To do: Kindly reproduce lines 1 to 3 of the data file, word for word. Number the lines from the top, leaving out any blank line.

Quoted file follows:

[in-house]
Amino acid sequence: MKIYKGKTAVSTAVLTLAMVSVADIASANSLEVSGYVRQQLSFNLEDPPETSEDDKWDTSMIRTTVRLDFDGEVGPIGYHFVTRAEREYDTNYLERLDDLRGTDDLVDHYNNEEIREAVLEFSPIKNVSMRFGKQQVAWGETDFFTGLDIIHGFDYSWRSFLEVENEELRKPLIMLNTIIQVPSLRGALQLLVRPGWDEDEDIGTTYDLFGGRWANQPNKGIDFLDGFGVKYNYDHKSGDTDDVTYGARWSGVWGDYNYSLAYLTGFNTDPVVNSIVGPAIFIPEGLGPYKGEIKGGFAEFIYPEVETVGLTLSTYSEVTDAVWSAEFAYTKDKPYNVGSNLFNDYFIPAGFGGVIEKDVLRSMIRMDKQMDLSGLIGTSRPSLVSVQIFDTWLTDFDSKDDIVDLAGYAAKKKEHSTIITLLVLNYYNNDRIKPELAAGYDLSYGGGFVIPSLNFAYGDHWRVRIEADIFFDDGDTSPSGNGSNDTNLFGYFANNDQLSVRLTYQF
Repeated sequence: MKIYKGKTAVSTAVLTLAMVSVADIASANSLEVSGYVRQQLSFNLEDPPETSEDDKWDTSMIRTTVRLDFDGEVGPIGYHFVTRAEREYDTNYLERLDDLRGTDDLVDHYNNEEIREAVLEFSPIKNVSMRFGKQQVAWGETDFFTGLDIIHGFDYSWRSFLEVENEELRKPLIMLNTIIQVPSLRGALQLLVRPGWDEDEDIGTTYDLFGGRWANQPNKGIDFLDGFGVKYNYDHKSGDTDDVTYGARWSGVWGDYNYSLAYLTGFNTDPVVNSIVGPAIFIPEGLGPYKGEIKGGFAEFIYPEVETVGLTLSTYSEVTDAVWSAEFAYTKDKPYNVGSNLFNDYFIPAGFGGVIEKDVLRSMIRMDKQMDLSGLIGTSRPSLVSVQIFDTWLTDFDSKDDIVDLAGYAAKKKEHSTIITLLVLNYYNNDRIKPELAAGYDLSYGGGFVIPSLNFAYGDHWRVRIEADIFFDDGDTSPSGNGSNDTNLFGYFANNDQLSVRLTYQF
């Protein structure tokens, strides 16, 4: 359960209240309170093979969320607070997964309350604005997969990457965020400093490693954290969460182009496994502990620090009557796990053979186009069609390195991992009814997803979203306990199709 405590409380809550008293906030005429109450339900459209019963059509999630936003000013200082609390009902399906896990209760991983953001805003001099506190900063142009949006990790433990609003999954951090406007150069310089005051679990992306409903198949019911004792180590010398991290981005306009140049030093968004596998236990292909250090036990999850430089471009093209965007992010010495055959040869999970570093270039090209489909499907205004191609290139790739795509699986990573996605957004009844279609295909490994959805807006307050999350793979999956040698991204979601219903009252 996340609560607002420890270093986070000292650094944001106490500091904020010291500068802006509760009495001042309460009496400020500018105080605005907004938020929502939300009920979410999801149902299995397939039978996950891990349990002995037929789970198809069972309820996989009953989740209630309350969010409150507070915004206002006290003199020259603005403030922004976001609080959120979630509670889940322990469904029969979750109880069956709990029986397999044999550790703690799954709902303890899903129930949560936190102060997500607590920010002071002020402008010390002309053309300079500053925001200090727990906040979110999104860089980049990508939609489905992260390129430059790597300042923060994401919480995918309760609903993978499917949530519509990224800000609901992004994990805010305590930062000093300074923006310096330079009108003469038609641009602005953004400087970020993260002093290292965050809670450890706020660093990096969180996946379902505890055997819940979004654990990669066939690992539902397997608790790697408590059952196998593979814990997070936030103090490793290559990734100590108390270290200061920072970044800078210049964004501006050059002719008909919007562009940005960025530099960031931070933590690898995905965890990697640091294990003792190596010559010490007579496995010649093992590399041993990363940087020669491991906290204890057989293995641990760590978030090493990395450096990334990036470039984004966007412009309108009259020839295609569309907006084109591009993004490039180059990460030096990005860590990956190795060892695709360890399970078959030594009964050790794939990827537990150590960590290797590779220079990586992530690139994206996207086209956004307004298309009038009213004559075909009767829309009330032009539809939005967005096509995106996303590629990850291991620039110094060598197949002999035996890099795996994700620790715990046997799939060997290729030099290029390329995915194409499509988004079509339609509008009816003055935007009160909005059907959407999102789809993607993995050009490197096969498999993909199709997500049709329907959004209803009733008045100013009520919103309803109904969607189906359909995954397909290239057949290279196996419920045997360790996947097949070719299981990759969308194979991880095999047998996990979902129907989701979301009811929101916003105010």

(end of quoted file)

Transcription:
[in-house]
Amino acid sequence: MKIYKGKTAVSTAVLTLAMVSVADIASANSLEVSGYVRQQLSFNLEDPPETSEDDKWDTSMIRTTVRLDFDGEVGPIGYHFVTRAEREYDTNYLERLDDLRGTDDLVDHYNNEEIREAVLEFSPIKNVSMRFGKQQVAWGETDFFTGLDIIHGFDYSWRSFLEVENEELRKPLIMLNTIIQVPSLRGALQLLVRPGWDEDEDIGTTYDLFGGRWANQPNKGIDFLDGFGVKYNYDHKSGDTDDVTYGARWSGVWGDYNYSLAYLTGFNTDPVVNSIVGPAIFIPEGLGPYKGEIKGGFAEFIYPEVETVGLTLSTYSEVTDAVWSAEFAYTKDKPYNVGSNLFNDYFIPAGFGGVIEKDVLRSMIRMDKQMDLSGLIGTSRPSLVSVQIFDTWLTDFDSKDDIVDLAGYAAKKKEHSTIITLLVLNYYNNDRIKPELAAGYDLSYGGGFVIPSLNFAYGDHWRVRIEADIFFDDGDTSPSGNGSNDTNLFGYFANNDQLSVRLTYQF
Repeated sequence: MKIYKGKTAVSTAVLTLAMVSVADIASANSLEVSGYVRQQLSFNLEDPPETSEDDKWDTSMIRTTVRLDFDGEVGPIGYHFVTRAEREYDTNYLERLDDLRGTDDLVDHYNNEEIREAVLEFSPIKNVSMRFGKQQVAWGETDFFTGLDIIHGFDYSWRSFLEVENEELRKPLIMLNTIIQVPSLRGALQLLVRPGWDEDEDIGTTYDLFGGRWANQPNKGIDFLDGFGVKYNYDHKSGDTDDVTYGARWSGVWGDYNYSLAYLTGFNTDPVVNSIVGPAIFIPEGLGPYKGEIKGGFAEFIYPEVETVGLTLSTYSEVTDAVWSAEFAYTKDKPYNVGSNLFNDYFIPAGFGGVIEKDVLRSMIRMDKQMDLSGLIGTSRPSLVSVQIFDTWLTDFDSKDDIVDLAGYAAKKKEHSTIITLLVLNYYNNDRIKPELAAGYDLSYGGGFVIPSLNFAYGDHWRVRIEADIFFDDGDTSPSGNGSNDTNLFGYFANNDQLSVRLTYQF